ERIC Number: ED369740
Record Type: Non-Journal
Publication Date: 1994-Apr
Mediating Influences on Serum Lipids among Postmenopausal Women.
The purpose of this study was to investigate among postmenopausal women the relationship of dietary fat intake, tobacco smoking, alcohol use, physical activity, and body weight to total cholesterol, high density lipoprotein (HDL) cholesterol, and low density lipoprotein (LDL) cholesterol measures in order to assess the relative influence of each variable on approximating recommended lipid levels. Subjects were drawn from three age-segregated mobile home parks in a popular retirement area of South Texas. Exclusion of persons receiving lipid-lowering medications or hormone replacement therapy resulted in a sample of 238 white females ranging in age from 57 to 82 years with a mean age of 68.2 years. Data were gathered through a self-report health risk appraisal instrument and venipuncture drawn blood samples. Stepwise regression analysis indicated that the strongest modifying influences on total cholesterol were physical activity and alcohol nonuse. Physical activity was the primary modifier of LDL cholesterol, while desirable body weight exerted the greatest influence on HDL cholesterol. Findings suggest that for older women nontherapeutic serum lipid modification leading to reduced atherosclerotic risk is primarily a function of the positive health behaviors of tobacco nonuse and increased physical activity. (Author/LL)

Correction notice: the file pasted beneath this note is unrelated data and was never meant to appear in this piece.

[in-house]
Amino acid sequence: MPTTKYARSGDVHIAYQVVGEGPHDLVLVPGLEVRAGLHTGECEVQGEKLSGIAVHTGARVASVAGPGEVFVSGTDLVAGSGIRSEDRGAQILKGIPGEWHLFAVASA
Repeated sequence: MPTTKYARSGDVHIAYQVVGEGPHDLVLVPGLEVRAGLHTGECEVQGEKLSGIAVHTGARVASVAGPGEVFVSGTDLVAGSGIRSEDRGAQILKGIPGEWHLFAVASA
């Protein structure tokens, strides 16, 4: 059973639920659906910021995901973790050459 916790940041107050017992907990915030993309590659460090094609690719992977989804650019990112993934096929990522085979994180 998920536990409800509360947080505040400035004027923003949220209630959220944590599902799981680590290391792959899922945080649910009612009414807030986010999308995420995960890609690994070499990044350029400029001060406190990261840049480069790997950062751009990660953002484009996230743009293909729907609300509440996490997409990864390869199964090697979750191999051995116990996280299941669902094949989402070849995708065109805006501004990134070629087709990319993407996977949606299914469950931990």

Publication Type: Reports - Research
Education Level: N/A
Authoring Institution: N/A